3 Reasons The Tax Advice You’re Giving Clients Could Be Costing You

23-Jan 2016

Did you know client work that spans around two months can represent 16% of the total revenue of the profit for an accounting firm? Things like tax advice don’t drag over several months, meaning accountants usually deal with a high volume of shorter projects to generate a steady stream of revenue. What many don’t realize though, is that these shorter projects can be very risky for their business when poorly managed. Here’s what you need to know about managing your client work so that you can keep turning a profit. 

1. Too much juggling and not enough managing

It’s easy for small losses to go unnoticed when you’re juggling multiple clients at once. By small losses, I mean things like spending too much time on any given task and losing track of your output. This is important because, with the high volume of clients you’re managing at any given point, the overall profitability of your work will be lost if you’re not careful—time is money. That’s where the necessity of managing your workflow becomes critical. The very nature of shorter projects means a higher volume of them, making managing it all a slippery slope without the right tool.

2. Incremental losses creep up

A Harvard Business Review study found that on average, 27% of service based projects go over budget. For you, that might translate into putting more hours into work for a client than makes sense economically. If an accountant on average has fifty clients and does work for each twice a year, that’s one-hundred work assignments. If 27% of those go over budget, that’s over a quarter of your work exceeding its scope. You need to make sure you can always see exactly where you’re turning a profit and where you could be doing better in each client account. If not, you risk incremental losses which can quickly add up and put you in the red.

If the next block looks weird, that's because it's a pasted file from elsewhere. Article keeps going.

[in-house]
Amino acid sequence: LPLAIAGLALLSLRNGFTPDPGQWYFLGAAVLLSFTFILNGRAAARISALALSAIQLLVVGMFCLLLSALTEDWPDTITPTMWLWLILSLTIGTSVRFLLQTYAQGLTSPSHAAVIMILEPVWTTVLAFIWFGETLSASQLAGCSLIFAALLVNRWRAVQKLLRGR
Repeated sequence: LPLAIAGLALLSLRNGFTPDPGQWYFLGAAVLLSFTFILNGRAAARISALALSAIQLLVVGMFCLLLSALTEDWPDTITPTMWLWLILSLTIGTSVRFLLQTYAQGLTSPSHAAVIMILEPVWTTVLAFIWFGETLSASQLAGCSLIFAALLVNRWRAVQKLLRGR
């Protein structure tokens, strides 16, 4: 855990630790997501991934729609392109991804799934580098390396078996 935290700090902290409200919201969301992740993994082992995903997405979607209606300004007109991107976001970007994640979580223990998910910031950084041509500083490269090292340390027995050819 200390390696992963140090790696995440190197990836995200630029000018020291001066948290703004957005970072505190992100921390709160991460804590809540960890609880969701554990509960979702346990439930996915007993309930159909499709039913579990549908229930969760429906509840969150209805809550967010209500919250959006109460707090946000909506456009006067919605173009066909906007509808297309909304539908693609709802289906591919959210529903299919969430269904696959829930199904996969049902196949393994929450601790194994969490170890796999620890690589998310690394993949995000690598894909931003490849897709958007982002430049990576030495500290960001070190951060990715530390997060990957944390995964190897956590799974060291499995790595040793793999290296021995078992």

3. The time you put in isn’t what you get out

It’s essential that you track the time you put into client work or risk putting in more hours than you've billed for. With a high volume of shorter work projects, it’s crucial for you to closely monitor the time you put in so that you can see and measure the profitability of your accounts. Simply put, shorter projects become risky when they ever-so-subtly creep outside of their scope in time and effort.

If you haven’t done so already, you should really do some research into the technology platforms out there that can integrate with tools like Xero or QuickBooks and streamline all of these processes for you, which Patti Scharf wrote a great post about. That way, you can focus on crunching your clients’ numbers instead of your own ;-).

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